For years I have read the works of Joseph Campbell. A comparative mythologist who introduced me to the intersections of Philosophy, theology and mythology. Campbell was one on those great original thinkers of history. Early in his life, he studied intensely to gain his doctoral degree. However, upon realising that he couldn’t publish what he had learnt and what he thought, but could only publish what others thought he should publish, he quit his degree and commenced his own lifetime of research, reflection, study and publication. Whilst his work may not necessarily be easy to read, it is nonetheless a rich and rewarding experience, offering profound insights into these great branches of knowledge.

He spoke often of the need for a sacred space. A space where one could go that had nothing to do with secular society and its desire for facts, figures, numbers, data, reports, evidence, efficiency, effectiveness and opinions. Rather, it was a space, any space, where we could simply be ourselves in the most essential way.

Sacred spaces can be places that we most connect with. Usually, but not always, they involve some connection with nature, aesthetics or a place that evokes fond memories. It can also be a place of great simplicity. Campbell said that his sacred space was anywhere where he could lay out his books, gather his thoughts, reflect and write.

Wherever we define our sacred space, it will be characterised by the evocation of a deep sense of happiness and joy. A place that lets us experience our own will, our own intentions, our deepest wishes, and for many, a connection with our divinity. Campbell said that everyone was in need of such a place, whether or not we realised this. I think this is true.

Life places so many demands upon us to be a certain way, to think a certain way, to live a certain way. Anthony Giddens, a prominent sociologist and leading thinker on modernity (the period of history extending from the emergence of the enlightenment period through to today) describes modern day life as like being caught up in a juggernaut. Most people would have heard of this metaphor. A “Juggernaut” is the anglicized name for the Hindu god Jagannath, the “Lord of the Universe.” In the western context, it is used as a metaphor to describe a runaway engine of enormous power which, collectively as human beings, we can drive to some extent, but which also threatens to rush out of our control, crushing those who resist it. Sound familiar?

The ride is not wholly unpleasant of course, as we place much hope and anticipation in modern society and all that it has to offer us in terms of meaning, purpose, identify and security. But in short, we are not in control of the juggernaut, it is in control of us. If we dare step in its way, it will consume us, as the ground over which it runs is full of high risk and high consequence. Again, sound familiar?

Of course, fulfilling our dharma, or life purpose, is important. Participating in society is a big part of life, and I would contend, a necessary part. I’ll say more about this in a future blog, but for now the point I’d like to make is that when the juggernaut takes over, its time to seek refuge. Hence the need for sacred spaces.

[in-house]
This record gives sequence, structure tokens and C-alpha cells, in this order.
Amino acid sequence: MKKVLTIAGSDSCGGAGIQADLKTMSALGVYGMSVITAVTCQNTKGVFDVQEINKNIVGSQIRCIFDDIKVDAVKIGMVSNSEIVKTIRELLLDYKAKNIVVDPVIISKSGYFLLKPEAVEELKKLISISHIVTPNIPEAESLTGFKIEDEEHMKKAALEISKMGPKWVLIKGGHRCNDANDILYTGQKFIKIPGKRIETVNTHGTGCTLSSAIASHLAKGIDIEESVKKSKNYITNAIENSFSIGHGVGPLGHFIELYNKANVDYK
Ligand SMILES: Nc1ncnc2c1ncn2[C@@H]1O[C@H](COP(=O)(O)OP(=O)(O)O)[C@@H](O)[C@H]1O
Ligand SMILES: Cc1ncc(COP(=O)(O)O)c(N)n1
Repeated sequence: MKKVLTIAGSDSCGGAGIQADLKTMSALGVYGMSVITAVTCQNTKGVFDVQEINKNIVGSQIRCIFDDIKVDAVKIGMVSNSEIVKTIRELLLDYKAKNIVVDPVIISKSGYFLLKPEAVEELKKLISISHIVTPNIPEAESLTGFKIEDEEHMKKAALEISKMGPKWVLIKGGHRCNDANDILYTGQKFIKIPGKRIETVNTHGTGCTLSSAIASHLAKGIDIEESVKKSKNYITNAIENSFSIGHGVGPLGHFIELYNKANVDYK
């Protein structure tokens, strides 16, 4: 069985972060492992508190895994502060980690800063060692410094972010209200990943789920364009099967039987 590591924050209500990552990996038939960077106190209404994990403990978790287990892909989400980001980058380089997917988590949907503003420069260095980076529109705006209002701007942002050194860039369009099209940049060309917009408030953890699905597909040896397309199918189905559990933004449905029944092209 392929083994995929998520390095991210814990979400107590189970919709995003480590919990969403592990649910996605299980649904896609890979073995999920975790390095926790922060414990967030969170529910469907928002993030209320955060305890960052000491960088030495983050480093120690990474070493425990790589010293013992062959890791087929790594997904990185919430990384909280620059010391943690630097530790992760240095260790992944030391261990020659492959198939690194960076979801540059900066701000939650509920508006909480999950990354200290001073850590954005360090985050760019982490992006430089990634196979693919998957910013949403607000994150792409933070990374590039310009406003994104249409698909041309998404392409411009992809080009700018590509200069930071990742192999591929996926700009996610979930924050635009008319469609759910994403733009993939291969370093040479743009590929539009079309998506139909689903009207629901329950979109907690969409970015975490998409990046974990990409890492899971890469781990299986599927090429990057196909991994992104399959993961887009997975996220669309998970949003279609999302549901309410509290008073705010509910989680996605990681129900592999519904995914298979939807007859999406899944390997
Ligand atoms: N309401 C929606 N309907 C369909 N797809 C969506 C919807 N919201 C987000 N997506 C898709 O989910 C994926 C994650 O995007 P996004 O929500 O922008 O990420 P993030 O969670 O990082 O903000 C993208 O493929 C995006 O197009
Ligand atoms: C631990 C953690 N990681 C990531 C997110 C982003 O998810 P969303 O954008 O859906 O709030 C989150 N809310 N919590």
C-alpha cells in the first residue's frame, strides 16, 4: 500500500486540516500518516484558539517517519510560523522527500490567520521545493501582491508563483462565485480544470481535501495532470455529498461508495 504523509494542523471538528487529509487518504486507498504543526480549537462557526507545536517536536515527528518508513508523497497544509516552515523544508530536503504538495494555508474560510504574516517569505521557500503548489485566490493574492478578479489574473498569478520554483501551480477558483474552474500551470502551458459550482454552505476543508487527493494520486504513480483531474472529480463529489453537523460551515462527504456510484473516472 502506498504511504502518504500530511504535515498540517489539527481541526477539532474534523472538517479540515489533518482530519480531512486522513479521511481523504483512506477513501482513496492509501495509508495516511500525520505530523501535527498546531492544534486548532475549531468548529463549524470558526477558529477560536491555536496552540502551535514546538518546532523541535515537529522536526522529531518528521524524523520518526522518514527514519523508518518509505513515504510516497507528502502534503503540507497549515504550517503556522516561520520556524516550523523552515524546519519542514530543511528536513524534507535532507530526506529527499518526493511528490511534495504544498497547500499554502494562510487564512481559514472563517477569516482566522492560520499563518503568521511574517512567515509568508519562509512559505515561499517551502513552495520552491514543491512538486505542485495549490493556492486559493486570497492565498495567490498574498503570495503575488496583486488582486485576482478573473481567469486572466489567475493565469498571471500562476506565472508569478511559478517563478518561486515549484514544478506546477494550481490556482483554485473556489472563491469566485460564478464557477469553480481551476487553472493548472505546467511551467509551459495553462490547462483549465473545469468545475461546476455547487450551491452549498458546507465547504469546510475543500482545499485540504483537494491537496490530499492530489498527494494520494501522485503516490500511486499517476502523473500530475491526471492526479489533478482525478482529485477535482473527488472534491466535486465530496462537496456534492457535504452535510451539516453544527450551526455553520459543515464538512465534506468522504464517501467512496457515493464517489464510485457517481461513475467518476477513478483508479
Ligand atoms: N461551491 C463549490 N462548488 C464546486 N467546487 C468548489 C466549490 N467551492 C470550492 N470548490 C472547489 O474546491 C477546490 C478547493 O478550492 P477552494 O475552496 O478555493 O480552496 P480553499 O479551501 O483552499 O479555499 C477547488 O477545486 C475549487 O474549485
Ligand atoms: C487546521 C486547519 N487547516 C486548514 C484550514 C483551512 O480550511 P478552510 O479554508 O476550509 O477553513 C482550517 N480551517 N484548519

Sacred spaces are not generally places in which to reside, but rather spaces that allow you to take refuge, to refresh, recover and re-inspire. I’m reminded of a Buddhist story of the Monk who spent years separated from his community, meditating constantly with the single desire to become enlightened as soon as he possibly could. To do this, he disconnected from everything and everyone. After about five years or so, he thought he’d reached his goal and so he returned to his village. As he entered the village a dog crossed his path unexpectedly, causing him to experience anger and frustration, the very aversions of mind he had tried so hard to eradicate. In short, he hadn’t really progressed at all because he had ignored all of the realities of life.

According to both Aristotle and the Buddha, life’s experiences teach us about the virtues, the basis of a good life, and the opportunity to develop wisdom from those experiences. Unfortunately, in today’s modern society, with all of its pressures and complexities, we seldom take any time out to reflect or contemplate those experiences. We rarely, if ever, take time out to just be ourselves in a truly authentic way. Sacred spaces give you that opportunity.

I’m as guilty as anyone for not taking enough time to sit in a sacred space and just be. And when I leave it too long, I suffer. And if you leave it too long, so will you. I know for some, the mere thought of being by themselves is terrifying, usually because they fear what may arise in that moment of silence without distraction. My advice would be ‘keep trying’. Slowly and briefly at first, but try extending it over time. As I’ve mentioned in previous blogs, be compassionate with yourself, and if necessary, forgive yourself for any of the things that you either have or haven’t thought, said or done that cause you angst or grief. In so doing, grant those who have in some way aggrieved you the same forgiveness, for they too suffer in a similar way to you.

So, as Joseph Campbell so rightly asserted, everyone needs a sacred space. Bless yourself with the opportunity of finding that ‘corner of the world’ where you can just be. Sit in the presence of blissful silence of mind, and just absorb whatever it is you sense that brings you happiness and joy. You never know, you may even find yourself sitting in that space of the ‘blissful silence of knowing!’

Listen to the podcast

This blog post has a corresponding episode on the Allegorical Life podcast. Play the audio file or jump over to iTunes using the button below to take a listen.

The Allegorical Life Podcast Episode #8: Sacred Spaces, Blessed Spaces

by by Mark Crosweller, AFSM